Synthetic perfumes are fragrance ingredients created in a lab, often from byproducts of petroleum and natural gas. Though not all synthetic fragrance ingredients are ‘bad’, we mostly avoid using them due to their petrochemical origins and potential to contain chemicals of concern.
Synthetic perfumes are typically labelled under the encompassing term ‘Parfum’ on pack, with their ingredient composition not declared. We also use this term on our packaging but whenever possible on our website, we list each of these fragrance components individually for maximum transparency (due to the proprietary nature of many fragrance blends from our suppliers, we' not always able to disclose all fragrance components). We also offer many of our products in fragrance free (ultra sensitive) variants for those who have sensitivities.
Synthetic perfumes offer some advantages to manufacturers - many laboratory-developed synthetic fragrances are able to mimic the aroma and chemical constituents of natural, plant-based oils, at a fraction of the cost. While many fragrances (including natural essential oils) contain allergenic and/or skin-sensitising compounds that can make them unsuitable or unsafe for some people to use, some synthetics can offer a lower allergen profile. It's also important to note that natural fragrances require natural inputs, and when not managed responsibly, destructive large-scale harvesting of aromatic plants for commercial purposes can have negative impacts on biodiversity and species loss.
The disadvantages of using synthetic fragrances include their potential to contain many unlisted constituents, some of which may be cause for concern such as benzene derivatives and phthalates. Increased exposure to benzene is associated with a higher risk of cancer, and this ingredient is prohibited in products by the International Fragrance Association (IFRA). The IFRA is a self-regulatory representative body of the fragrance industry, dedicated to promoting the safe use of fragrances. Many synthetic fragrances are also known to include phthalates such as Diethylhexyl phthalate (DEHP), Dibutyl phthalate (DBP) and Diethyl phthalate (DEP). The presence of phthalates in fragrances have not yet been the target of EU regulators due to their perceived low risk at minor concentrations, however there is ongoing debate in the scientific community about their endocrine (hormonal) disrupting potential. Some synthetic fragrances have been shown to persist in the aquatic environment, with long term exposure having as yet unknown consequences on aquatic wildlife. We believe the combined evidence on synthetic fragrances supports our precautionary approach.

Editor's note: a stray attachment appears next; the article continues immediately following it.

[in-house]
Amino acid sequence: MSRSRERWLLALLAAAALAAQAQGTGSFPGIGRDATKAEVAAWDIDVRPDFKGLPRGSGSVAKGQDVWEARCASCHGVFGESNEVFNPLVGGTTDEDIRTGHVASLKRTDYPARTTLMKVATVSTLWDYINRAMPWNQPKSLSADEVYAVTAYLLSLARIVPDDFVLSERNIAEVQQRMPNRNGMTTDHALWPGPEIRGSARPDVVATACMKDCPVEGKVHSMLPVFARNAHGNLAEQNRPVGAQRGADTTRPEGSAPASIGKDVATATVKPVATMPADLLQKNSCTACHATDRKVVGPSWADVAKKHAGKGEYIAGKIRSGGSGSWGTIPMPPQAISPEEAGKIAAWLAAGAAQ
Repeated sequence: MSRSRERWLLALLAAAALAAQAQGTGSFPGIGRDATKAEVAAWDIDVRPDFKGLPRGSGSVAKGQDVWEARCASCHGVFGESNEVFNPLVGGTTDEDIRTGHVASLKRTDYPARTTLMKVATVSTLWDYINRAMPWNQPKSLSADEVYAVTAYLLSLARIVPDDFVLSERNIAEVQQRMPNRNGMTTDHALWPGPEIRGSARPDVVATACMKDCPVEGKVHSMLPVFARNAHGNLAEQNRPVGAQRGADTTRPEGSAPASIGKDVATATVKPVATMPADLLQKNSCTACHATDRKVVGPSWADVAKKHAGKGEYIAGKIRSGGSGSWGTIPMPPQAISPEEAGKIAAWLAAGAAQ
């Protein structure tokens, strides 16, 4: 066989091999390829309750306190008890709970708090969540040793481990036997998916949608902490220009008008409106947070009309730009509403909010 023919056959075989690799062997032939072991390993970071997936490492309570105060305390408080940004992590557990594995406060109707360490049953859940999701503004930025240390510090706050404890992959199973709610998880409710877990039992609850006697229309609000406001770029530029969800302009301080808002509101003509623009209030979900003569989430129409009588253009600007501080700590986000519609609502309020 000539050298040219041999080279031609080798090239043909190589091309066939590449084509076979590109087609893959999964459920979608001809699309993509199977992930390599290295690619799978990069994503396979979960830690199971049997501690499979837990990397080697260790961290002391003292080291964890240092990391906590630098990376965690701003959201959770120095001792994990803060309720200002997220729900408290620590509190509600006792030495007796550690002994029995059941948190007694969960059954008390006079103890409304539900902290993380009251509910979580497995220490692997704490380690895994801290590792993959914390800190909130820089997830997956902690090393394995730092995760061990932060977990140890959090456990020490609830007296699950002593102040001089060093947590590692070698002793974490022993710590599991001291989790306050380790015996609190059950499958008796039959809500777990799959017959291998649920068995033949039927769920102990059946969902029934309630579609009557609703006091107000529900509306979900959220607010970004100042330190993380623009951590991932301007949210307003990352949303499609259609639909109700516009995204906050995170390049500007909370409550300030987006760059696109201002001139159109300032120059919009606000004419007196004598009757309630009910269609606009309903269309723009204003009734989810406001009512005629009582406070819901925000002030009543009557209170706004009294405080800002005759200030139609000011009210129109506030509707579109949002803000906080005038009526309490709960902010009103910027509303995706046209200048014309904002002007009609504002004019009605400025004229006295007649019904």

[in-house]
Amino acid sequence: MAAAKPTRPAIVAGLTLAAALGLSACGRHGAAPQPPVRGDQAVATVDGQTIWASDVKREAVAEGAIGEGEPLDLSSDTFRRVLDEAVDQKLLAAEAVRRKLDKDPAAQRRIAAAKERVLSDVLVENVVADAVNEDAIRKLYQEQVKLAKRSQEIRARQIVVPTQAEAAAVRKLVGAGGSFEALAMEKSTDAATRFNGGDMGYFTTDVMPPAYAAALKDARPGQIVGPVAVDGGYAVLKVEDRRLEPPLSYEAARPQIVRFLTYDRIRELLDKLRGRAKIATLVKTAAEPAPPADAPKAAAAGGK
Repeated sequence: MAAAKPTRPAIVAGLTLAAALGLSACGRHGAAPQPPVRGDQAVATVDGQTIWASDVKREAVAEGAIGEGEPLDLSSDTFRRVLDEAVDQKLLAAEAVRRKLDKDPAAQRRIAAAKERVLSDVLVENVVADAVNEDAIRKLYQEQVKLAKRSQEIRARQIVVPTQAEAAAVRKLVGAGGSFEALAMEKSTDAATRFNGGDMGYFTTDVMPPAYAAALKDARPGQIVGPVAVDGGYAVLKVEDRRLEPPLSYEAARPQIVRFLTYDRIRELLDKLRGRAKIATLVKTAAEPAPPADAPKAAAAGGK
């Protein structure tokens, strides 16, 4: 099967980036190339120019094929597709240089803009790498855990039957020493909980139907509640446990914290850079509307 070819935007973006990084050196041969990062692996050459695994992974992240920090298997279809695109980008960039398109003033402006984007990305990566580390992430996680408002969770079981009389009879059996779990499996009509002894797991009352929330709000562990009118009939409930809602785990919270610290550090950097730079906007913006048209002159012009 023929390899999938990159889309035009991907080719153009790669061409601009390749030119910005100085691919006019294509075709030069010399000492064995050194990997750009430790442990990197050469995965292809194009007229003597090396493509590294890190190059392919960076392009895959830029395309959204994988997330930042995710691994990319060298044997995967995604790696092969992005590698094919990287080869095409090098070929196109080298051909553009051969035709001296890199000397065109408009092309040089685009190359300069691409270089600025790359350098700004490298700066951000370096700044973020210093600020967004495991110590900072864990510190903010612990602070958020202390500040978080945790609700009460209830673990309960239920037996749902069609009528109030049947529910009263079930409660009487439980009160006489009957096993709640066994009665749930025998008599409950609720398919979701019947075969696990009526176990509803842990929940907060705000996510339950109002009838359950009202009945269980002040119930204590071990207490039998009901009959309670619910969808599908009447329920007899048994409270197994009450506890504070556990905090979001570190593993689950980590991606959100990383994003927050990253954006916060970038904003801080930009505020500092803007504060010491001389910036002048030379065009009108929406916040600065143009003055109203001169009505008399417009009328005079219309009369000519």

Other names: Aroma, Fragrance, Parfum
Al-Saleh, I., & Elkhatib, R. (2016). Screening of phthalate esters in 47 branded perfumes. Environmental science and pollution research international, 23(1), 455–468. https://doi.org/10.1007/s11356-015-5267-z
Sharmeen, J. B., Mahomoodally, F. M., Zengin, G., & Maggi, F. (2021). Essential Oils as Natural Sources of Fragrance Compounds for Cosmetics and Cosmeceuticals. Molecules (Basel, Switzerland), 26(3), 666. https://doi.org/10.3390/molecules26030666
Marco Vecchiato, Simone Cremonese, Elena Gregoris, Elena Barbaro, Andrea Gambaro, Carlo Barbante. Fragrances as new contaminants in the Venice lagoon. Science of The Total Environment, 2016; 566-567: 1362 DOI: 10.1016/j.scitotenv.2016.05.198
International Fragrance Association Standard (2009). Benzene. Retrieved on December 29, 2021 from https://ifrafragrance.org/standards/IFRA_STD48_0008.pdf